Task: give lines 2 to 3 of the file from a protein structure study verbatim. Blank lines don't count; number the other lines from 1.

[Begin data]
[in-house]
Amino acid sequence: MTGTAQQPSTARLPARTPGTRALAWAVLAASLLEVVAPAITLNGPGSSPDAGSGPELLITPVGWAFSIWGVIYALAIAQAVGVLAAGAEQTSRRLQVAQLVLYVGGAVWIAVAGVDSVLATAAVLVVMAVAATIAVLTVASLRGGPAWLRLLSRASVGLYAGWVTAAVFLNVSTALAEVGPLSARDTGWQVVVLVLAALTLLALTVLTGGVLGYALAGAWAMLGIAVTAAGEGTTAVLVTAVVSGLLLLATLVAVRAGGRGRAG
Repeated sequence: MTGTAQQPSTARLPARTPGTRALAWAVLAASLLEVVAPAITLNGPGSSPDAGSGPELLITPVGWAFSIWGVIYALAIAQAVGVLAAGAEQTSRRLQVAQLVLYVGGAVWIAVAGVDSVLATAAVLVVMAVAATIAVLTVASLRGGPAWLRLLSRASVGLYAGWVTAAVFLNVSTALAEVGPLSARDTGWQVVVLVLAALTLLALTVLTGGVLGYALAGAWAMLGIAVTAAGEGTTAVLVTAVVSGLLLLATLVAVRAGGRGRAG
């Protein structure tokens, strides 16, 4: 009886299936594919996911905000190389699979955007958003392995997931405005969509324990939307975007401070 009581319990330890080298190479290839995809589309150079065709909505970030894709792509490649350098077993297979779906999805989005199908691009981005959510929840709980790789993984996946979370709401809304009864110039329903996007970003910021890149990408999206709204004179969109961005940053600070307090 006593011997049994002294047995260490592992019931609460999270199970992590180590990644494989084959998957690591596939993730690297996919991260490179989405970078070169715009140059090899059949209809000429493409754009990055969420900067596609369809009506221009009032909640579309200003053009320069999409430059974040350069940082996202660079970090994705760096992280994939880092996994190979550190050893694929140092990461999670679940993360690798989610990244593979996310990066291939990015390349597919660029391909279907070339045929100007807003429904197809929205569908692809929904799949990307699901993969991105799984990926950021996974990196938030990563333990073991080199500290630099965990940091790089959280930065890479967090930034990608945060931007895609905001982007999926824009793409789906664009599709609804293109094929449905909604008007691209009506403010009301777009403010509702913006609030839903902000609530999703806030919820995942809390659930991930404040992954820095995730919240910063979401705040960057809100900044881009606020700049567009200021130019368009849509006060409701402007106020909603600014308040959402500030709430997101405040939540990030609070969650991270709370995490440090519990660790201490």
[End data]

Amino acid sequence: MTGTAQQPSTARLPARTPGTRALAWAVLAASLLEVVAPAITLNGPGSSPDAGSGPELLITPVGWAFSIWGVIYALAIAQAVGVLAAGAEQTSRRLQVAQLVLYVGGAVWIAVAGVDSVLATAAVLVVMAVAATIAVLTVASLRGGPAWLRLLSRASVGLYAGWVTAAVFLNVSTALAEVGPLSARDTGWQVVVLVLAALTLLALTVLTGGVLGYALAGAWAMLGIAVTAAGEGTTAVLVTAVVSGLLLLATLVAVRAGGRGRAG
Repeated sequence: MTGTAQQPSTARLPARTPGTRALAWAVLAASLLEVVAPAITLNGPGSSPDAGSGPELLITPVGWAFSIWGVIYALAIAQAVGVLAAGAEQTSRRLQVAQLVLYVGGAVWIAVAGVDSVLATAAVLVVMAVAATIAVLTVASLRGGPAWLRLLSRASVGLYAGWVTAAVFLNVSTALAEVGPLSARDTGWQVVVLVLAALTLLALTVLTGGVLGYALAGAWAMLGIAVTAAGEGTTAVLVTAVVSGLLLLATLVAVRAGGRGRAG